This fantasy mural is painted on a wall in Hverfisgata, downtown Reykjavík. I don’t know who the artist is.



Walking through a rock

Lambafellsklofi is a spectacular place to visit: a cleft straight through Lambafell, a small mountain/large hill/rock (we have no definition of when something stops being a hill and becomes a mountain, and such a feature is often called a “fell” or a “stapi”, although the former can also be found in the names of genuine mountains).

The cleft passes straight through Lambafell and is just wide enough to make it possible to pass through to the other side. It is so narrow that I could, where it is narrowest, touch both walls without fully extending my arms, and only at the lower (western) end is it too wide for a tall man to touch both walls at the same time. It only takes about 20-30 minutes to get there by car from Reykjavík and the hike, a circular route, only takes about 40 minutes, less if you are a fast walker. You do have to be able to handle a steep slope, as the slope of the ascent (or descent, if you approach it from the east) is, in my estimation, about 45°degrees, albeit not very long. The knobbly walls of the cleft provide good hand-holds for the climb.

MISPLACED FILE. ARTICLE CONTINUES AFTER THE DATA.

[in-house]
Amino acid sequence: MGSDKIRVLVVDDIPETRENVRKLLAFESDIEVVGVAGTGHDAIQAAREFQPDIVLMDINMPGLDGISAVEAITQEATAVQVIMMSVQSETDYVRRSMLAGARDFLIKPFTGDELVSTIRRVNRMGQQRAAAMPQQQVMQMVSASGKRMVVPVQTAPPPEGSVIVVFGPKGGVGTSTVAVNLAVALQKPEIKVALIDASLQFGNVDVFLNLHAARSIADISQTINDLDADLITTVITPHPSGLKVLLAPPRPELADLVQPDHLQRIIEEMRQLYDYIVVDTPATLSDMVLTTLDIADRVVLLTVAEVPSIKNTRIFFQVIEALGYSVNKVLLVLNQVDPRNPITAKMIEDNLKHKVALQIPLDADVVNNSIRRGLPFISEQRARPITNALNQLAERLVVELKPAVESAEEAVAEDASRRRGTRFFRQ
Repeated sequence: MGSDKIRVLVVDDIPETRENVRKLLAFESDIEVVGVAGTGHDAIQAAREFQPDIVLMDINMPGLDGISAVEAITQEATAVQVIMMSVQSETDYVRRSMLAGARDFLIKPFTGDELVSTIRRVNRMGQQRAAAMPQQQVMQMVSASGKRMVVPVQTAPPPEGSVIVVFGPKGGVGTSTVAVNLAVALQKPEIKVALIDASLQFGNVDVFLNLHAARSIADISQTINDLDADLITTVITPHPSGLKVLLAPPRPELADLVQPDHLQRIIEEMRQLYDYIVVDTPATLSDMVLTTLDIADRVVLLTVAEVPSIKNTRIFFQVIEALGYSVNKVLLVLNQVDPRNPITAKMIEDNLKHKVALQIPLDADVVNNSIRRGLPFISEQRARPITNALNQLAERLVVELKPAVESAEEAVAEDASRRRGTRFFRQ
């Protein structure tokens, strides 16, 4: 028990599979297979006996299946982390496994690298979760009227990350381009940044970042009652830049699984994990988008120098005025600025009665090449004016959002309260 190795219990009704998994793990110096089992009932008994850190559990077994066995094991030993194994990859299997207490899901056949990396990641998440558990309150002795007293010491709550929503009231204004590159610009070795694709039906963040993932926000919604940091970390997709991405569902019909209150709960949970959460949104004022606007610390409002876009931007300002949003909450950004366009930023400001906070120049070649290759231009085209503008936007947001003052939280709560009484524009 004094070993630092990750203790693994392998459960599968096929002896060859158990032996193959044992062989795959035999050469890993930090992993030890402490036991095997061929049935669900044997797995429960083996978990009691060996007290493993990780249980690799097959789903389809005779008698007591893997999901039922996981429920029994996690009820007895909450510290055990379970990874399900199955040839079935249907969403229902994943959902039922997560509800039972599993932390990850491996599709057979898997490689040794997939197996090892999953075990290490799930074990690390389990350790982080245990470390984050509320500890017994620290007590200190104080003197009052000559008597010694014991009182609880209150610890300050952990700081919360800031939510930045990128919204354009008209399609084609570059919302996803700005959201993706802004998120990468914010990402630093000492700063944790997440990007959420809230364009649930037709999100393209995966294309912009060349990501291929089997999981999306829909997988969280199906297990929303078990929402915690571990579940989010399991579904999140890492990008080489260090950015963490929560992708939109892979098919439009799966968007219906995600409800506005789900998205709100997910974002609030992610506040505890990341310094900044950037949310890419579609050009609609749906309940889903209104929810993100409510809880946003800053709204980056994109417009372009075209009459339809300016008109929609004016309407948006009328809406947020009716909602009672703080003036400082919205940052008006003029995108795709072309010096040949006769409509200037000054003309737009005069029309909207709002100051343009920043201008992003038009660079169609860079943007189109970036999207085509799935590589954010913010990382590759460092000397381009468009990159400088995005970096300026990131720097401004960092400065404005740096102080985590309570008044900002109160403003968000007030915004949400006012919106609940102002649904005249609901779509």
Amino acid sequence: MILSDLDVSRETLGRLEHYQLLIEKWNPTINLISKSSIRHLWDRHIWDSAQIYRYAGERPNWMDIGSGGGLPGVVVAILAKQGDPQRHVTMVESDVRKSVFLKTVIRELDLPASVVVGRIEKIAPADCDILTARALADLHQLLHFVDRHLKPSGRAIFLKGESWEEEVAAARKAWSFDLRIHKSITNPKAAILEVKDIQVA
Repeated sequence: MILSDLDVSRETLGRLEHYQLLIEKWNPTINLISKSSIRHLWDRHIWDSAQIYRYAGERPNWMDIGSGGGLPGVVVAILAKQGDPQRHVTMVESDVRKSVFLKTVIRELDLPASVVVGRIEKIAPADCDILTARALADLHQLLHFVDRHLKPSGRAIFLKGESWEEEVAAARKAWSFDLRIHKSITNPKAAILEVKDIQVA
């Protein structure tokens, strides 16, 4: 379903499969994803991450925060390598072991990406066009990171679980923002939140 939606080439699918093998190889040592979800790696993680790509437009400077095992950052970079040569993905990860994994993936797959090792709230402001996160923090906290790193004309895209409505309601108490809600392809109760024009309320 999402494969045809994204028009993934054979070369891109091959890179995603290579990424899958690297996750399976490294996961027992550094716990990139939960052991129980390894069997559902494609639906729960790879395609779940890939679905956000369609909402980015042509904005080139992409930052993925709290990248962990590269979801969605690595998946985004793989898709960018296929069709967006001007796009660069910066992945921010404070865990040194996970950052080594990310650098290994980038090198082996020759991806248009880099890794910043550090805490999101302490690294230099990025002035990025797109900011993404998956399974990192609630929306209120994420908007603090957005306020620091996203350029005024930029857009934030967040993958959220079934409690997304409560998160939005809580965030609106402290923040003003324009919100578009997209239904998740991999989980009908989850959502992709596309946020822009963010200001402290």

The best ice cream in town

The Valdís ice cream shop has the best ice cream in town. You can never be sure which flavours will be available when you get there, but rest assured: there is something for every taste. The top scoop here is Turkish Pepper candy-flavoured (same flavour as the Hot n’Sweet schnapps), and the bottom scoop is bittersweet licorice. Next time, I’ll have them put the Turkish Pepper scoop on the bottom, as it’s quite richly flavoured.


Memorial to an unknown official


This statue, The Unknown Official, stood for years in a backyard behind the bakery in Lækjargata. Two years ago it was moved and now stands out in the open on the bank of the Pond by the Iðnó theatre and looks like it’s heading towards City Hall. The artist is Magnús Tómasson.